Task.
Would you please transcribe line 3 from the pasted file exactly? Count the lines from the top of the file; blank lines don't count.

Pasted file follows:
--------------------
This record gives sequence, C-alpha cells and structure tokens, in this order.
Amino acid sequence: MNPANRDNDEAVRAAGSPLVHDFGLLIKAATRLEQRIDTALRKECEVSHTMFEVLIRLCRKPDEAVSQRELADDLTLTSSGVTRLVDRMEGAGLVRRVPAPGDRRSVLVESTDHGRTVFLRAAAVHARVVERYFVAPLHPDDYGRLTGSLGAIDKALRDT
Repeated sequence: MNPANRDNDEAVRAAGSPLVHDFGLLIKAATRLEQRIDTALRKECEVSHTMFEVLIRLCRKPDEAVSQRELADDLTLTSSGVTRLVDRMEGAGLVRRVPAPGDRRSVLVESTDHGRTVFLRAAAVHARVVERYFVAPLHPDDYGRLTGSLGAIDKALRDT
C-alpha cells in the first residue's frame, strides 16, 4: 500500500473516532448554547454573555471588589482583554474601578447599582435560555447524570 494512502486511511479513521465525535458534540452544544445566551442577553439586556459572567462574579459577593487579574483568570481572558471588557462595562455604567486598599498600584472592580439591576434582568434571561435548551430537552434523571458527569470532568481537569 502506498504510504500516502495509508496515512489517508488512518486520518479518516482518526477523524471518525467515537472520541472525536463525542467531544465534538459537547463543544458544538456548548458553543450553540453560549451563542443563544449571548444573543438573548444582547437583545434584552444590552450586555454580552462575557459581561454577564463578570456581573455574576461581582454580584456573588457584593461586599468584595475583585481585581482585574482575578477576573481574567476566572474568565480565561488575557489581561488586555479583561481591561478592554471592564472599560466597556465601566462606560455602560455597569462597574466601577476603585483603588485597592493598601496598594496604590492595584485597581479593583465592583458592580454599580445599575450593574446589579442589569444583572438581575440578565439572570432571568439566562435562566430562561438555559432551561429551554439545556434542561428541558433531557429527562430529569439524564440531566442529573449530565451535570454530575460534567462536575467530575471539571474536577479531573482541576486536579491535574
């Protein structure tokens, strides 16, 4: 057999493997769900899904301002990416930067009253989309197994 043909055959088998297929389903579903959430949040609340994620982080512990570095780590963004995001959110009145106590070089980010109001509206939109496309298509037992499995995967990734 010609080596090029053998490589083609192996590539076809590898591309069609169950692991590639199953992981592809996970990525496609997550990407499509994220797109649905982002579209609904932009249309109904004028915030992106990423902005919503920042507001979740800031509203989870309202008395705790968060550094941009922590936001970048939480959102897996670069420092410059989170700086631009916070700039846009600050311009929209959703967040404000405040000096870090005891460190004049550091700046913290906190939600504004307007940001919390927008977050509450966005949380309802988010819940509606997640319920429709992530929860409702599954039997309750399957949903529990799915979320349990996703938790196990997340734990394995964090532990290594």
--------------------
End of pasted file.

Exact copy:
Repeated sequence: MNPANRDNDEAVRAAGSPLVHDFGLLIKAATRLEQRIDTALRKECEVSHTMFEVLIRLCRKPDEAVSQRELADDLTLTSSGVTRLVDRMEGAGLVRRVPAPGDRRSVLVESTDHGRTVFLRAAAVHARVVERYFVAPLHPDDYGRLTGSLGAIDKALRDT